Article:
Faudzil @ Ajak

Faudzil @ Ajak
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1 January 2015

AIRCRAFT STORIES - Dr M questions reluctance to use existing technology for locating aircraft

Dr M questions reluctance to use existing

technology for locating aircraft 

Published: 1 January 2015

Tun Dr Mahathir Mohamad questions why Boeing is reluctant to use existing technology that can immediately help locate a plane that's disappeared off radars. – The Malaysian Insider pic, January 1, 2015. 

Tun Dr Mahathir Mohamad has raised questions over aircraft

manufacturer Boeing's apparent reluctance to use existing

flight data recording technology on commercial aircraft that

can immediately help locate a plane following a disaster,

asserting that such a system could make the search for

crashed jetliners much faster.
Writing in his blog today about the AirAsia Indonesia QZ850 crash, the former prime minister highlighted an ongoing disagreement between Boeing and rival Airbus over the use of deployable flight data and voice recorder systems for commercial aircraft.
This system, according to the description on the website of the Flight Safety Foundation, either allows the recorder to automatically eject itself from the aircraft in a fatal crisis – to become a beacon locator for the downed plane later, or to virtually transmit data upon a "triggered transmission".
Dr Mahathir noted that Airbus, which made the 320-200 plane used for flight QZ8501, is said to be ready to move forward with the system, but Boeing remained reluctant, without any reasons given.
Boeing, the maker of the plane for MH370, disagreed about the system being suitable or safe for commercial planes; yet, the company had installed deployable recorders on at least three military aircraft fleets, Dr Mahathir said, citing an article published in October this year on the Flightglobal website.
"Just imagine if this recorder and beacon is installed on the Air Asia Indonesia aircraft or MH370, we would not have to search the oceans for the planes.
"I cannot understand why Boeing is against it," he wrote in his popular chedet.cc blog today.
The article titled "Why flight tracking philosophies must align", said the Airbus concept involved deploying one of the two sets of flight data and cockpit voice recorders in the event of a mid-air collision or impact with the ground.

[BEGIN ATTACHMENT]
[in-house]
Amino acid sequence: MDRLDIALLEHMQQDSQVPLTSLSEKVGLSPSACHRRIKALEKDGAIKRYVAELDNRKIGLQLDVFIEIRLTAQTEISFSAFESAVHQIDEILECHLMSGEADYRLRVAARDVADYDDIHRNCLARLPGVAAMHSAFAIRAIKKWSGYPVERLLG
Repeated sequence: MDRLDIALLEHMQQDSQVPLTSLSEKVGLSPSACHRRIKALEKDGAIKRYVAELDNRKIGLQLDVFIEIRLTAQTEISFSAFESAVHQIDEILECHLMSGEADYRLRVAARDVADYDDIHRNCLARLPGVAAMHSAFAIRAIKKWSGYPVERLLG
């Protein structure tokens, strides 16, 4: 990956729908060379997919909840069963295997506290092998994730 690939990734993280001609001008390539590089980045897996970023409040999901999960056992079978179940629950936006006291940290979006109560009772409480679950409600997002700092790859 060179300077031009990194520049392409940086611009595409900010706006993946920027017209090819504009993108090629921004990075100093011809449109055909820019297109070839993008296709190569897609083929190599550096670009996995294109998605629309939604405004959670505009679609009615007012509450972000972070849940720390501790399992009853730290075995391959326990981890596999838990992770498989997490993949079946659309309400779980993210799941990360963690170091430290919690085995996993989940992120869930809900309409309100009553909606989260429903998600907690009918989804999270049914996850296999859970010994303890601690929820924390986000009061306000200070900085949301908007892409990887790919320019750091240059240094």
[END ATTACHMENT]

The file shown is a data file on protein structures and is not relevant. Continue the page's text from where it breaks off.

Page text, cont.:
The deployable unit includes a locator beacon, and is designed to float if the crash occurs in water, said Dr Mahathir.
The Flightglobal opinion piece also cited the Air France flight 447 crash in 2009. It took authorities over two years to find the missing plane at the bottom of the South Atlantic Ocean.
It said following the incident, the appeal of such a system was obvious and could spare the industry the embarrassment of losing another aircraft.
QZ8501 disappeared on Sunday morning when flying from Surabaya to Singapore with 162 passengers and crew members. On Tuesday, Indonesian authorities confirmed that the Airbus A320-200 had crashed into the Java Sea near Pangkalan Bun, central Kalimantan when debris and bodies from the plane were found floating in the sea.
MH370 went missing on March 8 this year shortly after it left Kuala Lumpur for Beijing with 239 people onboard. The plane remains missing until today, with little clue as to what had happened, despite a massive multinational search conducted in the southern Indian Ocean.
Dr Mahathir also cited a December 2006 Flightglobal article titled "Diagrams: Boeing patents anti-terrorism auto-land system for hijacked airliners".
The article reported that in late November that year, Boeing had received a US patent for a system that allows seizure of an aircraft by remote control as a means to prevent terrorist hijacking.
Once activated, the system removes all control from pilots to automatically return a commercial airliner to a predetermined landing location.
The “uninterruptible” autopilot would be activated – either by pilots, by onboard sensors, or even remotely via radio or satellite links by government agencies like the Central Intelligence Agency (CIA), if terrorists attempt to gain control of a flight deck.
In the article, Boeing was quoted as saying: "We are constantly studying ways we can enhance the safety, security and efficiency of the world's airline fleet."
Aside from the safety and security aspects of having such a system, Boeing sees it as a preventative measure: “Once the automatic control system provided by the present invention is initiated, no one on board the air vehicle is capable of controlling the flight to the air vehicle, such that it would be useless for anyone to threaten violence in order to gain control the air vehicle", the article reported.
"Boeing had made no comment on its powerful capability. And MH370 has not been found till now.
"And now Boeing seems to be unwilling to make finding lost aircrafts easier and faster, possibly saving lives as well. Why?
"The mystery deepens," Dr Mahathir said.
He also conveyed his condolences to all families of passengers and crew on board flight QZ8501.
There was one Malaysian, a businessman from Kuching, onboard. A majority of them were Indonesian, with five others from South Korea, Singapore, Britain and France. – January 1, 2015.

Source: http://www.themalaysianinsider.com/malaysia/article/dr-m-questions-reluctance-to-use-existing-technology-for-locating-aircraft

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